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Take a tour of P.E.I.'s largest cheese factory

Take a tour of P.E.I.'s largest cheese factory. ADL in Summerside produces 8 million kilograms a year, all under the watchful eye of head cheese-maker Darcy Carr.

More than 300K of Island milk moves through ADL's Summerside facility daily

A worker at ADL cuts open a 40 kg block of mild cheddar. Machines will cut it into the smaller blocks you see on store shelves. (Pat Martel/CBC)

Darcy Carr has seen a lot of cheese over the past 39 years working with Amalgamated Dairies Limited in Summerside — in fact millions and millions of kilograms.

Carr is responsible for ensuring quality and cleanliness at the plant from the moment the milk trucks arrive to the moment the packaged cheese is shipped.

Darcy Carr has worked at ADL in Summerside for almost 40 years. And he says he's not ready to retire just yet. (Pat Martel/CBC)

Before our tour even begins, Carr tells me to suit up with plastic gloves, a white lab coat and hair net.

ADL operates 24 hours a day and produces 8 million kilograms of cheese every year. 

It's is one of the last dairy co-operatives in the country. The Island farmers who supply the milk also own the plant. 

Take a tour of P.E.I.'s largest cheese factory 0:55

Every morning, close to a dozen stainless steel trucks haul in more than 300,000 litres from dairy farms across P.E.I., but you never see a drop of it in the plant. It's pumped directly into holding tanks, and then pasteurized.

It's then pumped into huge vats, where the whey is stirred off. This is one area I can't enter.

A worker cuts huge blocks of cheddar into smaller blocks that will be even cut smaller. (Pat martel/CBC)

"We don't want any contamination," said Carr. "We've got to be very careful because the cheese is being made there."

The product is checked at every step along the process. ADL drivers collect milk samples from every farm they visit. 

"All the cheese that's made, right from the times it's made in the vat, there's samples go up to our lab," said Carr.

"They check it for microbes to make sure everything is good and clean."

ADL processes more than 110 million litres of milk annually. The co-operative is owned by P.E.I. dairy farmers. (Pat Martel/CBC)

Lots of varieties

ADL makes a variety of cheeses — cheddar, mozzarella, Monterey Jack and Parmesan.

Workers in ADL's laboratory test every product along every step of the process to ensure quality. (Pat Martel/CBC)

The cheese is then transferred to towers to form huge blocks of cheese.

Aging takes time

Then it's off to the coolers to be aged, where the cheese will sit for months — or even years.

"If it's mild cheese, it's about three months," said Carr.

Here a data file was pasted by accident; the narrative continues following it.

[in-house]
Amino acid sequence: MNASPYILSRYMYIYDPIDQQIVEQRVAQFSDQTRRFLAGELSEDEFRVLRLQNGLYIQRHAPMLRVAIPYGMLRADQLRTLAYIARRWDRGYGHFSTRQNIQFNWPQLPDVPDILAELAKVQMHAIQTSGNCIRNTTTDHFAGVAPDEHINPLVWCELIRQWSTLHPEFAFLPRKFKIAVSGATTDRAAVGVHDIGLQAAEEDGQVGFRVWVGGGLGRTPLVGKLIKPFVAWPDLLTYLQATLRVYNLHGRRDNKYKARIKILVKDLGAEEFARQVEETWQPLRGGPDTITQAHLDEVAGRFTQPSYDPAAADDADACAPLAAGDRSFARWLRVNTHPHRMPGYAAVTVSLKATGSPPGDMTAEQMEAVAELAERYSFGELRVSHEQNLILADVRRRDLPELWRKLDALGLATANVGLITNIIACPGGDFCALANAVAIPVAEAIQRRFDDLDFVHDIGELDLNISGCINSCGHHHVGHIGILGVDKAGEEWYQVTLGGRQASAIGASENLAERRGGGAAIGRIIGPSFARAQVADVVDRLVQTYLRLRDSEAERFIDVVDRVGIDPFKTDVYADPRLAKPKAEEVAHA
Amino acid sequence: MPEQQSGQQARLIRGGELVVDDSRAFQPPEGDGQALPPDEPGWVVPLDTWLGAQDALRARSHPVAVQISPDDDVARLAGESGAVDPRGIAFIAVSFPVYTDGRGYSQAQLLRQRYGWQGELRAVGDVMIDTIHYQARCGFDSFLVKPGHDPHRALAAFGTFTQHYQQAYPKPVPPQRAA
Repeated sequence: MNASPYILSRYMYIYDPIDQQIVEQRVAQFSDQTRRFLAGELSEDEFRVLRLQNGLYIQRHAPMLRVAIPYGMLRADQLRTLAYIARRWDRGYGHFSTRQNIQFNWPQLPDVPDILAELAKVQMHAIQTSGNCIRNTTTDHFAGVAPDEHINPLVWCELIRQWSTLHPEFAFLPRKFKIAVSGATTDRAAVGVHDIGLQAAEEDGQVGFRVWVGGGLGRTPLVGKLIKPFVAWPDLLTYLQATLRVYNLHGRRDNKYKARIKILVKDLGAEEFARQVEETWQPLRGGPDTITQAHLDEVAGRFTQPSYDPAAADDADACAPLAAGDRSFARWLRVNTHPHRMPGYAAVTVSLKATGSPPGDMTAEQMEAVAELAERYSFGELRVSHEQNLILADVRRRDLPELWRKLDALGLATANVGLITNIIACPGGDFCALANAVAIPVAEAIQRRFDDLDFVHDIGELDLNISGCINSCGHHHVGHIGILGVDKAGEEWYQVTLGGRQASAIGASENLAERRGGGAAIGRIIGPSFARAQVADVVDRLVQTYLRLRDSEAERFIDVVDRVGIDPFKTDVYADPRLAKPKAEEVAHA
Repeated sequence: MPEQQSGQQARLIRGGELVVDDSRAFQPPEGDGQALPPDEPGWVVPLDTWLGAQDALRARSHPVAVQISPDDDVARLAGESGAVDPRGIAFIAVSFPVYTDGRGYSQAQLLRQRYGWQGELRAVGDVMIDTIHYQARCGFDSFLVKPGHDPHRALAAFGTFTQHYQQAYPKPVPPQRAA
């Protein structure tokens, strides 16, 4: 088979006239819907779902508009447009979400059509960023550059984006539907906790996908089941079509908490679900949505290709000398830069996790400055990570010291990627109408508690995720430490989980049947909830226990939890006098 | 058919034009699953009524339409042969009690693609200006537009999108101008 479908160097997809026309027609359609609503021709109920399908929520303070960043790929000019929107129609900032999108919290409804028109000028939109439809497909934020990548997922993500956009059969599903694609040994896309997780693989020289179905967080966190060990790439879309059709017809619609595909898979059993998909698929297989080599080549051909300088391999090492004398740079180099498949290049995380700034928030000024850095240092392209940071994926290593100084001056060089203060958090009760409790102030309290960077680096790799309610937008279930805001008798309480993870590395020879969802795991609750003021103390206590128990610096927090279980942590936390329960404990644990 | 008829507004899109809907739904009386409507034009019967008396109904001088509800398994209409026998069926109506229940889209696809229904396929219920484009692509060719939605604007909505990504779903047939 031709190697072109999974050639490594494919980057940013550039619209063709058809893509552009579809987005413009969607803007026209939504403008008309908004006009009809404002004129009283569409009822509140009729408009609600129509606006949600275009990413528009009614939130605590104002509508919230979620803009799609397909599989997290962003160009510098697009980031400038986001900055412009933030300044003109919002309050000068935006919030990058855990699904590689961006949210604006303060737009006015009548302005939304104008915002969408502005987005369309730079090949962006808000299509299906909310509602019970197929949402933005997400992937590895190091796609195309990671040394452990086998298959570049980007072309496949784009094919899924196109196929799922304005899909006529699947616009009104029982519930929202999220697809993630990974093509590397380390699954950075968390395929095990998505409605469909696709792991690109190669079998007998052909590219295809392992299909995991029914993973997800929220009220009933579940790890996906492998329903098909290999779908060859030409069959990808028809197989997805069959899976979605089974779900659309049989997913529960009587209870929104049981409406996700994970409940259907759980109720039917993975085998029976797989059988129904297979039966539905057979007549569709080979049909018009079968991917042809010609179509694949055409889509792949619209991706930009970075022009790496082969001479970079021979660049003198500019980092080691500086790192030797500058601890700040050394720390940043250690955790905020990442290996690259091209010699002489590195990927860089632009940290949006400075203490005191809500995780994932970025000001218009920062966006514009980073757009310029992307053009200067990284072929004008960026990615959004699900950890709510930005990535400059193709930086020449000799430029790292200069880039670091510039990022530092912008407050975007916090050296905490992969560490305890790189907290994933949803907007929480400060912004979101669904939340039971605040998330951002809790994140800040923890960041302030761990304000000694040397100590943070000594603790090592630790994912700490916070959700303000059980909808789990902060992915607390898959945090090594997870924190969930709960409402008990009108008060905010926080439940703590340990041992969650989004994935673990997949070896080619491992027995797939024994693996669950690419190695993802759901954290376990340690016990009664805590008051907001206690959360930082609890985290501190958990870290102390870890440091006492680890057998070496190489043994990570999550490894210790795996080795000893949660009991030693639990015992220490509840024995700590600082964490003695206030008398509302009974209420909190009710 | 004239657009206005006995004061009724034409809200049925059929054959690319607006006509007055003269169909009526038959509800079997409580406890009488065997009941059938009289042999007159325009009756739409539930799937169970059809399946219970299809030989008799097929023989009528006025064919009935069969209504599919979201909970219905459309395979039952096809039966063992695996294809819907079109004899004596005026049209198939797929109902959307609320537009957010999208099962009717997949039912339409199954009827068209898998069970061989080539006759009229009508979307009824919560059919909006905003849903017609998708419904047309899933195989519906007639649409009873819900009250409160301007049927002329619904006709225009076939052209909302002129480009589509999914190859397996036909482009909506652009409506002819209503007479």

"Medium cheese is around five months, and then you've got old cheese, 12 months."

"And then we have two-year-old and three-year-old that stays in the cooler"

The cheese slicer cuts through the cheddar cheese like butter. (Pat Martel/CBC)

Carr prefers those that have sat around for a while.

"Old aged cheese. I like the flavour. It's stronger," he said.

"It just gets stronger as you let it age so after two or three years it's pretty strong."

Travelling cheese

The cheese is shipped around Canada and around the world.

The cheddars are the biggest sellers, for good reason. They taken home some significant hardware from international cheese competitions, such as the British Empire Cheese Show.

"We've won cheddar, we've won old cheddar, we've won extra-old cheddar, we've won some marble-medium and mild," said Carr.

"We've won in pretty well everything we make, at one time or another."

Besides picking up 30,000 litres of milk from farms in western P.E.I. ADL Driver Trevor Harris also has to collect samples of milk from each farm for testing. (Pat Martel/CBC)

After 39 years of making cheese, you might think Carr has had enough, but he's going to see even more as ADL expands this year.

The 12 million dollar expansion will be used to increase cheese curing and storage, as well as to modernize production.

So how much longer does Carr plan to cut the cheese?

"I don't know. Until I'm finished."

Before anyone enters the cheese cutting room, they must stand in sanitizer foam. (Pat Martel/CBC)

About the Author

Pat Martel has worked with CBC P.E.I. for three decades, mostly with Island Morning where he was a writer-broadcaster and producer. He joined the web team recently to share his passion for great video. Pat also runs an adult coed soccer league in Stratford. He retired in Oct. 2019.